Should America Have Gone to War in 1812?
Using an incredibly engaging activity and detailed lesson plan, your learners will serve as advisors to President Madison on whether to participate in what would become the War of 1812! Utilize a variety of effective instructional strategies to acquaint your class with the causes of the war. There are opportunities for group work and independent practice, analysis of primary sources, and written or performance assessments.
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First World War Assessment
Here is a really neat assessment, perfect for middle schoolers who have just learned about WWI. The assessment covers the causes and effects of WWI, causes of WWII, the Treaty of Versailles, trench warfare, and key players of the war in a fun and interesting way. The assessment includes political cartoons, drawings, and great questions.
Was the War of 1812 Our Second War of Independence?
Though it occurred almost 40 years later, could the United States have been fighting for their independence again in the War of 1812? Using appropriate primary source material from each of the two wars, compare and contrast the situation that American citizens found themselves in, making connections and drawing parallels through inquiry and discussion.
Primary and Secondary Sources
Show your class the difference between primary sources and secondary sources. The first page provides a list of examples of each type of source. While they research, pupils can refer back to the list quickly to make sure they are reading the type of source they mean to be. The remainder of the document focuses on where to find primary sources and lists some examples.
The Home Front: How Did People Prepare for the War at Home?
Wars have a profound effect not only on a country's soldiers, but also on the everyday lives of its citizens. Invite your young historians to discover how Britain prepared for the Second World War by analyzing a series of government posters regarding rationing, evacuation, and anti-German propaganda.
Are the Sources Credible?
Eighth graders discern the quality of the information they draw from primary and secondary sources raising their analysis to a new level. In this lesson students assess and compare the credibility of sources, play the Pony Express website game and answer questions about sources.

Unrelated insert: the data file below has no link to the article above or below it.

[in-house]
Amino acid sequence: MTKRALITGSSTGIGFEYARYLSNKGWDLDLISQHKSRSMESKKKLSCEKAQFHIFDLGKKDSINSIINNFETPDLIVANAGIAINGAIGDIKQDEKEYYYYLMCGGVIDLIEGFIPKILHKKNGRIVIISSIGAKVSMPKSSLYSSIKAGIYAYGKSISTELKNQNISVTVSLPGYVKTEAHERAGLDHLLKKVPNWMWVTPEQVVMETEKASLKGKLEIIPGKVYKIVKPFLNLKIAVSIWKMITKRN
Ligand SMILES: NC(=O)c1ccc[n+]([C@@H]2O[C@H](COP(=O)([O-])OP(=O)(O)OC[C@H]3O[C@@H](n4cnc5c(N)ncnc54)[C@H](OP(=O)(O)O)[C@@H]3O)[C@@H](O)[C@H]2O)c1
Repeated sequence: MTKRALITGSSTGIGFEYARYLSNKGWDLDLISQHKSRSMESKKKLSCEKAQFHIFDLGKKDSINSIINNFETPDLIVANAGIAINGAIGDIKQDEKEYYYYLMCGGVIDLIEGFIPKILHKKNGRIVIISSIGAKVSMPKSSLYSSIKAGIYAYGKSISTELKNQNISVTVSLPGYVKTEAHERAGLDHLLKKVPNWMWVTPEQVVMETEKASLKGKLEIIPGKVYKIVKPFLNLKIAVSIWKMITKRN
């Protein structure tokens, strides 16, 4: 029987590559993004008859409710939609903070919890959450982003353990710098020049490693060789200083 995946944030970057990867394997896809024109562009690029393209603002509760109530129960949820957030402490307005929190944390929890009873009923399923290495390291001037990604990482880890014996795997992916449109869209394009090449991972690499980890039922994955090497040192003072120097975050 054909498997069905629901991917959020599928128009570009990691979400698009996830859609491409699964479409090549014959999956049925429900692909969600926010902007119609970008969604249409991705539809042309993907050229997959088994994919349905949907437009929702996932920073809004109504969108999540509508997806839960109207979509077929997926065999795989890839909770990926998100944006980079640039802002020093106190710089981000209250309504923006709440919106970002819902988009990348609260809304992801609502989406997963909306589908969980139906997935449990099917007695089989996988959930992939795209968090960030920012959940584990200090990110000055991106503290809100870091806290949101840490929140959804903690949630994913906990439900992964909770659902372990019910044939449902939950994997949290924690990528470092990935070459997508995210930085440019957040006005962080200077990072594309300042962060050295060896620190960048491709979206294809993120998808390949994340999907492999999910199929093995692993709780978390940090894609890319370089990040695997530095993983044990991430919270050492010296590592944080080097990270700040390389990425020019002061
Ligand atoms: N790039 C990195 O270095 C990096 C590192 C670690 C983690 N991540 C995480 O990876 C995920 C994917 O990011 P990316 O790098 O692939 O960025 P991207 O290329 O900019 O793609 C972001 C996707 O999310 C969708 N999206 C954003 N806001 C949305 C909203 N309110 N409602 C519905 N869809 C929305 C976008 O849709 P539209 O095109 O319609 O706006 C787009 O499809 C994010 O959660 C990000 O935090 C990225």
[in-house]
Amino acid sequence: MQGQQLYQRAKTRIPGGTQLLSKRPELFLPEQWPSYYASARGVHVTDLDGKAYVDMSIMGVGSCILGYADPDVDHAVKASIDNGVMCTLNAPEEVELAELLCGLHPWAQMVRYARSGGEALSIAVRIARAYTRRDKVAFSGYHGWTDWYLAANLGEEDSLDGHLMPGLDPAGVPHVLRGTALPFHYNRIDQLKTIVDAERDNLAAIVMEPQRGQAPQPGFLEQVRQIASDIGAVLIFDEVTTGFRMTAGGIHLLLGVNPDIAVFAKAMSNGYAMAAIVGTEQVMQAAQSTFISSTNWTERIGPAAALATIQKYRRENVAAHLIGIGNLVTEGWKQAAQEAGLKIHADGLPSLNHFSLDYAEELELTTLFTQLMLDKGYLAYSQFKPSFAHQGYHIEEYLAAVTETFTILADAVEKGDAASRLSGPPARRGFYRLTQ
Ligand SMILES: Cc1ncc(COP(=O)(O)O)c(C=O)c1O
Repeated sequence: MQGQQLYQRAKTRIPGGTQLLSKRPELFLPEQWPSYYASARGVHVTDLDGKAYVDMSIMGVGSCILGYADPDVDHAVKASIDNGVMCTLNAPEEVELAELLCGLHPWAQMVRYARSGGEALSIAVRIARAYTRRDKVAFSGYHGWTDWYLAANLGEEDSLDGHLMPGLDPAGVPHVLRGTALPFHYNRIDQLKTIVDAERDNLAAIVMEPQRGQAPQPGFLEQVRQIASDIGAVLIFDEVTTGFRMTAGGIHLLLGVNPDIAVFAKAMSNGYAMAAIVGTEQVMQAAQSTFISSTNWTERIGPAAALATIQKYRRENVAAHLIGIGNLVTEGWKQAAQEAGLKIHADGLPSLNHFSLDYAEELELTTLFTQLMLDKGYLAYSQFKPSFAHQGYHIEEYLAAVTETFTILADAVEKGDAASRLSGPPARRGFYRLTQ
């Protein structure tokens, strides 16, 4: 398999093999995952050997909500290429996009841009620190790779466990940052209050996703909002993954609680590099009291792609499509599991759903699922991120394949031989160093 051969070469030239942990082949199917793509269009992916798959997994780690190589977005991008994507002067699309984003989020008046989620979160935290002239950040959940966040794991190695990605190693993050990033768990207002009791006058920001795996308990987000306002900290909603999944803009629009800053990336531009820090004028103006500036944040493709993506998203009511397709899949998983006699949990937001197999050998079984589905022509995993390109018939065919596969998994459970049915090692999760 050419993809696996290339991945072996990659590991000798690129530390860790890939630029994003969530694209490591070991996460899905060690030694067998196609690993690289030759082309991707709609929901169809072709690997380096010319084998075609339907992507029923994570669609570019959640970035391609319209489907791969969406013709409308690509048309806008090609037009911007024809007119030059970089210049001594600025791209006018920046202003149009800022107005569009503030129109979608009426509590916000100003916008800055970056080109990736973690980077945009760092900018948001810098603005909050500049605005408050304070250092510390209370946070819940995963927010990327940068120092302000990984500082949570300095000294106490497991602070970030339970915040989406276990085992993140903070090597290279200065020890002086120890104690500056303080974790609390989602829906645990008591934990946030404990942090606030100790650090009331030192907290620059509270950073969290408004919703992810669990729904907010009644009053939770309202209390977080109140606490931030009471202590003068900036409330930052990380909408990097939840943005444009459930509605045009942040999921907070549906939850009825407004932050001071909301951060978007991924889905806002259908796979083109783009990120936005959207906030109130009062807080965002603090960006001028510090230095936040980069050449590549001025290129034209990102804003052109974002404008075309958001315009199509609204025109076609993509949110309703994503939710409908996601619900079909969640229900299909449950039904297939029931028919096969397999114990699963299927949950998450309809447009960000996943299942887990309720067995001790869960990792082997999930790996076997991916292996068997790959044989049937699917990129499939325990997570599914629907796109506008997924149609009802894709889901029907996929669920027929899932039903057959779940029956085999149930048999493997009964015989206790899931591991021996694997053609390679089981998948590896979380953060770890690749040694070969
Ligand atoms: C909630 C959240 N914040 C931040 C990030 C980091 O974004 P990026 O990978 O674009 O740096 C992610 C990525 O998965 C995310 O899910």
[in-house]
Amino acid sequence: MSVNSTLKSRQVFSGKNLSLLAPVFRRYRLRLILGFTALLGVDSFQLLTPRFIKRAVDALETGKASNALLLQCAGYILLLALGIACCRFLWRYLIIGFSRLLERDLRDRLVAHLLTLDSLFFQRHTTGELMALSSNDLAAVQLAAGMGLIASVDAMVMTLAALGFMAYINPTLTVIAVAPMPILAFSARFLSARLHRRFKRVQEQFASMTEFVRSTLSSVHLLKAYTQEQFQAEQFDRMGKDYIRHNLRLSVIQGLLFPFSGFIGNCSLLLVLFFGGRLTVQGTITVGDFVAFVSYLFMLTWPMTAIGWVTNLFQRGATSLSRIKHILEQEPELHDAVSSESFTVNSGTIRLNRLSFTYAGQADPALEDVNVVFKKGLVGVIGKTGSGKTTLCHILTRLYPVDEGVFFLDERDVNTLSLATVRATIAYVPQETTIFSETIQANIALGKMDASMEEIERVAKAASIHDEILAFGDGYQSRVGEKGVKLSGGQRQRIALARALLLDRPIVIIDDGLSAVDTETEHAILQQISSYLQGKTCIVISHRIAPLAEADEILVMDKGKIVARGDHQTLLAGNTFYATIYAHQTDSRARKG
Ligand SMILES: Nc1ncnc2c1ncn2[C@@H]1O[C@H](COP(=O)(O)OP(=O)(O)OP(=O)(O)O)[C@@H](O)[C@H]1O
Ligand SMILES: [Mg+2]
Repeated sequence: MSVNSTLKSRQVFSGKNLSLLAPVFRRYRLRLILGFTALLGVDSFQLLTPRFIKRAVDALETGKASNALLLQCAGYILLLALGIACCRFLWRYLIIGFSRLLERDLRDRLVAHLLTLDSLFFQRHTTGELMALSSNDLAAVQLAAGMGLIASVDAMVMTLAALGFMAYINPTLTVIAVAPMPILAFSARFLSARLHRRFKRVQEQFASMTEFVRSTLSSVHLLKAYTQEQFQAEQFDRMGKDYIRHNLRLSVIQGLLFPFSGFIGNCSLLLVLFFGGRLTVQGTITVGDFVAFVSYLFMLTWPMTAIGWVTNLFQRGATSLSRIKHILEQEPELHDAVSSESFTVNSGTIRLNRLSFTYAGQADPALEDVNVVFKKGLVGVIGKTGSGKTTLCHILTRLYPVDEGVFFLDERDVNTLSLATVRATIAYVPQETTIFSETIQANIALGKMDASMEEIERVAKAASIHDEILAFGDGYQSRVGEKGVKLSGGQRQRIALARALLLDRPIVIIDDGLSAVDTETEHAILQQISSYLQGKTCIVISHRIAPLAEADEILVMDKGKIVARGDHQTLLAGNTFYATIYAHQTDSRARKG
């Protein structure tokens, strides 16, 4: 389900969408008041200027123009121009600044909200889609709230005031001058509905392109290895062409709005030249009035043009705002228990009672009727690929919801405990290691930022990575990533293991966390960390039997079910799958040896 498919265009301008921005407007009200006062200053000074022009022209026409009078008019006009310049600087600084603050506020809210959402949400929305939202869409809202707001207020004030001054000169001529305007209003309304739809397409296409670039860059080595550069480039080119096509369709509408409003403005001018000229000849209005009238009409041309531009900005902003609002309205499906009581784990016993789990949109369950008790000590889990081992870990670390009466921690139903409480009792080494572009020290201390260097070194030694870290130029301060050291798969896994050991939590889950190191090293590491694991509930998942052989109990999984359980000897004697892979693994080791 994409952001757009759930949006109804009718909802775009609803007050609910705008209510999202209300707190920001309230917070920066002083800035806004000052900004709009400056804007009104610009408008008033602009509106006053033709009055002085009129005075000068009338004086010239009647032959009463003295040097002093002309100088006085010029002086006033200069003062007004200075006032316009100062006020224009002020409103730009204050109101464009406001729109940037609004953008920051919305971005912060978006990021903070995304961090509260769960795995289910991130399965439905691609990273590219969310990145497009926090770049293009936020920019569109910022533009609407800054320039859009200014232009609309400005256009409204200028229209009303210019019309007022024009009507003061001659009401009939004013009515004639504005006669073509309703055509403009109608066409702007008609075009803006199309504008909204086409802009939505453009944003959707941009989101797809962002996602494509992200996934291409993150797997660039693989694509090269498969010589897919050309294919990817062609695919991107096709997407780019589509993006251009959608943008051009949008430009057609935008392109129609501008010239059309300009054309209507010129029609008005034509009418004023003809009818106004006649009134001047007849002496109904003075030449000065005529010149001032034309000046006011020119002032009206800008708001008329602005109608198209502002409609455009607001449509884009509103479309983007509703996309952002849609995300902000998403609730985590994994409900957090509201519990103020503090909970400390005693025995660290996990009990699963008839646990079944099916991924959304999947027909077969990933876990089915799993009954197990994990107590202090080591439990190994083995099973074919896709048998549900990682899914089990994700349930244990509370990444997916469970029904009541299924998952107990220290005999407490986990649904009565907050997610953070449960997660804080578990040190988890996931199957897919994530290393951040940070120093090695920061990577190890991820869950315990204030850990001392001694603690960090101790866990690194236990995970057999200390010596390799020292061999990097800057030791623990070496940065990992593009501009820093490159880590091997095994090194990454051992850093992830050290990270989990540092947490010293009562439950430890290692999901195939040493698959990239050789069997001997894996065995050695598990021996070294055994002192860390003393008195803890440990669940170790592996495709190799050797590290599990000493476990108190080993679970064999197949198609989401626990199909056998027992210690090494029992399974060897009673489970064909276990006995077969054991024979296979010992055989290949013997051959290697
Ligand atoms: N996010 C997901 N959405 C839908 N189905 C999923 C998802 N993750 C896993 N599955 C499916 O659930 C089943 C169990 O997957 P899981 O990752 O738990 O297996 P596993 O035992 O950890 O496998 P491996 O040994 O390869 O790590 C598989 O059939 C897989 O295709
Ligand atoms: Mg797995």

Citizens For and Against the War of 1812
Use this exceptional resource to examine the discourse and debate that occurred at the start of the War of 1812 with your class. Learners will first consider their own position on the war in a silent journal writing activity. Then after consulting primary source documents through guided instruction, independent practice, and working in pairs, your class will come together to summarize source material and construct an informed argument on the issue.
Historical Sources: Identifying Primary or Secondary
Students identify what historians use to understand the past through the sources available to them. In this lesson, students practice analytical skills by identifying and categorizing diverse source material as well as gain knowledge about 19th century American communication systems.
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Students examine the Civil War. In this war time culture lesson, students compare the effects of war on individual soldiers during the Civil War. Students examine a primary source, images of Union troops at Manassas, Virginia, and a PowerPoint.
African Americans after the Civil War
Students explore the events of Reconstruction after the Civil War. In this US History lesson, students complete several activities and worksheets that reinforce challenges and social upheaval experienced in the South after the Civil War.
Civil War Civilian Experience
Students read primary source accounts of the Battle of Franklin and write a journal entry from the perspective of a civilian. In this Civil War lesson, students read accounts and identify problems faced by the civilians as a group. Students discuss the civilians' response to the problems they faced and development of the battlefield today.
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